Skin cancer, the uncontrolled growth of skin cells, is the most common cancer in the world today, and the number of cases worldwide continues to increase each year. This year alone, over 1.3 million Americans will be diagnosed with skin cancer, and one out of every five Americans will be afflicted with skin cancer at least once during their lifetime .
Repeated exposure to UV rays can cause cancerous mutations such as malignant melanoma, the deadliest form of skin cancer. Melanoma is a skin tumor that develops in the melanocytes—pigment producing cells in the skin—and has a very high tendency to spread to other parts of the body. A study at the Anerson Cancer Center in Houston, Texas, concluded that about 1 in 105 Americans will develop melanoma, and 20 percent of those afflicted will die from the disease .
Interestingly, malignant melanoma has been found more frequently in sunscreen users than in non-users in some studies. This is because some sunscreens only work to prevent skin damage caused by UVB radiation but allow damage from UVA radiation to go unchecked. By preventing the pain and redness of sunburn, sunscreen may actually cause people to obliviously immerse themselves in skin-scorching sunlight for longer periods, resulting in more exposure to UVA radiation and putting users at a higher risk of developing melanoma.
Prevention: How Sunscreen Works
Many of the sunscreens available in the U.S. today combine several different active chemical ingredients in order to provide broad-spectrum protection by blocking both UVA and UVB rays. Sunscreens with broad-spectrum protection are effective in preventing sunburn and skin cancer. Sunscreens work by absorbing the UV radiation in the chemical bonds of their ingredients (see Fig. 3). Different brands of sunscreen contain different combinations of active ingredients that work together to minimize the impact of harmful rays. Some of these ingredients will deflect the UV light while others absorb it.
Most sunscreens work because they contain an organic chemical compound that absorbs ultraviolet light (such as oxybenzone), an opaque material that reflects light (such as zinc oxide), or a combination of both. The general structure of these principle ingredients allows molecules to absorb high-energy ultraviolet rays and release the energy as lower-energy rays, thereby preventing skin-damaging radiation from reaching the skin. Like a screen door, sunscreen filters the light from the sun, so that less of it reaches the deeper layers of skin. The principal ingredients in sunscreens are usually aromatic molecules conjugated with carbonyl groups, which prevent significant chemical change and allow the ingredients to retain their UV-absorbing potency without significant photo-degradation.
As their ingredients absorb UV energy, sunscreens begin to deteriorate and lose effectiveness. Thus, sunscreen must be applied before sun exposure in order to bind to the skin, and then be reapplied every two hours (regardless of their assigned SPF) in order to be effective in preventing skin cancer and sunburn. Sunblock, on the other hand, remains on the surface of the skin to reflect the UV radiation. The agents in sunblock—titanium oxide (TiO2) and zinc oxide (ZnO) —reflect the UV light so that it does not reach the skin. Since it does not require time to bind to the skin, sunblock is very effective in blocking all types of UV rays immediately upon application. However, because it remains on the skin’s surface, it is easily removed by friction from towels or clothing, perspiration, or other usual daily activities.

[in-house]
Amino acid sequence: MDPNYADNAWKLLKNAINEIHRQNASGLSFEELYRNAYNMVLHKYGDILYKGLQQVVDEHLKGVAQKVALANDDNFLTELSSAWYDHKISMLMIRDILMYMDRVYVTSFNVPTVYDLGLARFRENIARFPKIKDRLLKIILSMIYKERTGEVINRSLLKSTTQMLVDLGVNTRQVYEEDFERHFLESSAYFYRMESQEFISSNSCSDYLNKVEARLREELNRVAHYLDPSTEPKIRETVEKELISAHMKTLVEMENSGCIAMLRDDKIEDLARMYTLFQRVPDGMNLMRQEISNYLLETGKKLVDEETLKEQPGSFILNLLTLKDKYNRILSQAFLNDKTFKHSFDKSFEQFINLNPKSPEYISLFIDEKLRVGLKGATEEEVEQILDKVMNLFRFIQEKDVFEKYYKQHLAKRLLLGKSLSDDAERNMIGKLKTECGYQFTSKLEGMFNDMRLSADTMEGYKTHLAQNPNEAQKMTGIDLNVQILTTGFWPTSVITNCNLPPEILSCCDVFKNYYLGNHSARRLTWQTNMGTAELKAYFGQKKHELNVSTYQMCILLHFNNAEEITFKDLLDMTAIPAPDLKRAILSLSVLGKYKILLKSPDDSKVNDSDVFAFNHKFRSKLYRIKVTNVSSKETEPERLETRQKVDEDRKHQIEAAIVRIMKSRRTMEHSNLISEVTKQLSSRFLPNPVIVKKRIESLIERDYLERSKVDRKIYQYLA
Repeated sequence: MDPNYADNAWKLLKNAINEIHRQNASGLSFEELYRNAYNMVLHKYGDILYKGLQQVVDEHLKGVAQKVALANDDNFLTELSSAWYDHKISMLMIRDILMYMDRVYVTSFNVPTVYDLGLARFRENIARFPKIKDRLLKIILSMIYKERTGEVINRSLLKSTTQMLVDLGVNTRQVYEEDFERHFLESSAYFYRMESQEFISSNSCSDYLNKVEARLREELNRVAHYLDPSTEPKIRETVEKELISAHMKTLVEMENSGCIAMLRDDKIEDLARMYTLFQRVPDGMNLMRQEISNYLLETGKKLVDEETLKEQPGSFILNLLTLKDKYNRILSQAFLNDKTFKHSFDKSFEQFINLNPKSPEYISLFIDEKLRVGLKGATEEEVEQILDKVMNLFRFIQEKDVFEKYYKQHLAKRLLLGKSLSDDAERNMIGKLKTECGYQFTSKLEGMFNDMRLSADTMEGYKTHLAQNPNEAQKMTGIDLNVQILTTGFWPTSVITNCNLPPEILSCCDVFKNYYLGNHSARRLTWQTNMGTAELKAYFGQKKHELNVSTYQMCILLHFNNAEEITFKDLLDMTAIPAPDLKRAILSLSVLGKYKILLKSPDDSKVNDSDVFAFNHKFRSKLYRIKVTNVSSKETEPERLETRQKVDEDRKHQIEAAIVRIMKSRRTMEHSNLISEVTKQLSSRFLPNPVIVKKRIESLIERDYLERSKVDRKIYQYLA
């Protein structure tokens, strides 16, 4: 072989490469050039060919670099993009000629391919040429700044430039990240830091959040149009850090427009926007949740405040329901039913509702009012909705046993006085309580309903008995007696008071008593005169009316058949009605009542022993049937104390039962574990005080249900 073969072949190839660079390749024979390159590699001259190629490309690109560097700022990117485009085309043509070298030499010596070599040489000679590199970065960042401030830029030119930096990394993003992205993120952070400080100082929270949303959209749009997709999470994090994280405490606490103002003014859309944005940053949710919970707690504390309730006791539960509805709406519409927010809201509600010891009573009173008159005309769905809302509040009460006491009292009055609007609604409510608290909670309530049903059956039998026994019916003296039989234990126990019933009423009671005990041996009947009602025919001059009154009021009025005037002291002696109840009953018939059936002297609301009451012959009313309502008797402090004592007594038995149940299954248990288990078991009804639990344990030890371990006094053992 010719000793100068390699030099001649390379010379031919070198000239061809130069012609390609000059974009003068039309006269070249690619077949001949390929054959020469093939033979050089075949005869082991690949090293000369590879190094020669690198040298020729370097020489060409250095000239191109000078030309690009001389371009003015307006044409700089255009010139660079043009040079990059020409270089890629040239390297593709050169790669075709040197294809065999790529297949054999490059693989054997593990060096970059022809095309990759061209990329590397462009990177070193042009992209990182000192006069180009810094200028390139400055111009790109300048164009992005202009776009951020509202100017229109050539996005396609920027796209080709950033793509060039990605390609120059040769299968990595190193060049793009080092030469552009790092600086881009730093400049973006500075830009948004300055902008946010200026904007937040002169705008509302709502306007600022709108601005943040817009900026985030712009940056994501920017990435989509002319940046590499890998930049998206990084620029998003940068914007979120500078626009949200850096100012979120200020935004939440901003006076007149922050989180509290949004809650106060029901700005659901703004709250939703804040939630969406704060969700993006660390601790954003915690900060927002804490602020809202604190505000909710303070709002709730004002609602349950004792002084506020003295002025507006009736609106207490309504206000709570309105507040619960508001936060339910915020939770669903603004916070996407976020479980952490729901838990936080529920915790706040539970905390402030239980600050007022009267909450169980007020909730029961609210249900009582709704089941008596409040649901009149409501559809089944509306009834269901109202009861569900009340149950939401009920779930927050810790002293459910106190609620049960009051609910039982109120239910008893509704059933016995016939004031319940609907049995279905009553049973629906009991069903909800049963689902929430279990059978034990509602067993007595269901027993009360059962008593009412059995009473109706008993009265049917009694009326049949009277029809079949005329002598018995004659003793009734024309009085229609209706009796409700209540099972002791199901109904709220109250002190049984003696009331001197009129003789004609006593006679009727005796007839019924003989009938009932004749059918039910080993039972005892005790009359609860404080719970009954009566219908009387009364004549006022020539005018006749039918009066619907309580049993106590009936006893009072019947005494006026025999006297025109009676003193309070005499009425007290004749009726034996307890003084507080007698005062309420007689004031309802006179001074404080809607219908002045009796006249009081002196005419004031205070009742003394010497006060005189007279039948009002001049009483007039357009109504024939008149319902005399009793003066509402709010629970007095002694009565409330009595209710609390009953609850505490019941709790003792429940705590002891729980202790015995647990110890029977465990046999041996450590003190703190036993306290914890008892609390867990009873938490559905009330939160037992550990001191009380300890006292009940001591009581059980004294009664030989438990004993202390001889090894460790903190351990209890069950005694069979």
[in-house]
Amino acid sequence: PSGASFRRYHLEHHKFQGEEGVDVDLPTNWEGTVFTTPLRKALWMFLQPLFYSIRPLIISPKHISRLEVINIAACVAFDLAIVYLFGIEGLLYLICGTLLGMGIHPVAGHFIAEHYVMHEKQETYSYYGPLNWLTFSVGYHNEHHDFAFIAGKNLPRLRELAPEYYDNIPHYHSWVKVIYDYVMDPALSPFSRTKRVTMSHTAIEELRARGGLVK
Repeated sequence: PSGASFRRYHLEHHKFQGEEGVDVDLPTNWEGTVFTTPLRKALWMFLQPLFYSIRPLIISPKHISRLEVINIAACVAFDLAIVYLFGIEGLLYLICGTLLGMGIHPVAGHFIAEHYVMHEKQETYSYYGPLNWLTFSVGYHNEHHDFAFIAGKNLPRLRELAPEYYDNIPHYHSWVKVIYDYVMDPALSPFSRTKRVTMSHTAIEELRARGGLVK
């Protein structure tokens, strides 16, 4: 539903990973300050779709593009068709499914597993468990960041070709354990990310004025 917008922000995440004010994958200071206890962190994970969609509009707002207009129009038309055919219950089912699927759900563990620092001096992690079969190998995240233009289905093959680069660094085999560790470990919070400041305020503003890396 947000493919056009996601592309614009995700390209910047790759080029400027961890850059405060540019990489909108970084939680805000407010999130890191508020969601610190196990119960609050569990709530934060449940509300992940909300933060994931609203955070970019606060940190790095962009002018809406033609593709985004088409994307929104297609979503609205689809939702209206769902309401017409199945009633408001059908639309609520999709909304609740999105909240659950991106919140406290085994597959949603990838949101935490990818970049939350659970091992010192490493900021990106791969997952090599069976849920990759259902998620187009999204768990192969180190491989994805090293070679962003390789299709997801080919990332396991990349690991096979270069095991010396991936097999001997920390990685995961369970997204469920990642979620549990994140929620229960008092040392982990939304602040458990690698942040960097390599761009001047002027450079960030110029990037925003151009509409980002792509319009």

The ability of sunblock to protect the skin from UV rays depends on its Sun Protection Factor, which appears on sunscreen labels as “SPF.” SPF is a worldwide standard for measuring the effectiveness of a sunscreen’s ability to prevent UVB radiation from damaging the skin. The higher the SPF, the more protection a sunscreen will provide against UVB radiation and sunburn. For example, if it takes 20 minutes for your unprotected skin to start turning red, using an SPF 15 sunscreen will prevent the reddening by 15 times—or for about five hours. SPF 15 blocks 93% of all incoming UVB rays, SPF 30 blocks 97% and SPF 50 blocks 99% . As you can see, no sunscreen can block all UV rays.
Because the SPF only accounts for UVB rays, certain sunscreens may not protect against UVA rays, which are known to cause photoaging, wrinkles, brownspots, and melanoma. Because of this curtailed protection, these sunscreens do not necessarily prevent skin cancer. To deliver true broad-spectrum protection, products must block UVA radiation in addition to UVB radiation.
Despite its dangers to skin cells, the sun is an important ally when it comes to good health. Optimal physical and mental wellbeing requires some degree of exposure to the sun. Ultraviolet light enables the body to produce Vitamin D, a vital substance that works against the formation of tumors and aids in the absorption of calcium. Some scientists have suggested that short periods of unprotected sun exposure are beneficial and will enhance the body’s Vitamin-D-production capabilities . Not only does sunlight strengthen the body to combat disease, but it also boosts mental and emotional defenses against depression and fatigue. Bell Labs, Inc. has demonstrated sunlight to be a significant factor in maintaining a healthy mood and energy level .
The scientific and engineering principles of sunscreen illustrate a solution with global impact, prolonging the lives of many by deterring skin cancer development. Utilizing chemical properties, sunscreen protects the skin by absorbing harmful UV radiation, effectively screening out the sun’s rays. New sun-care technologies such as the Sun Pill™, a convenient daily-dose tablet that has been developed to offer medicinal protection from the sun, can minimize the sun’s harmful effects easily. By practicing routine skin protection, we can aim for a healthy level of sun exposure, a practice to be enjoyed in moderation.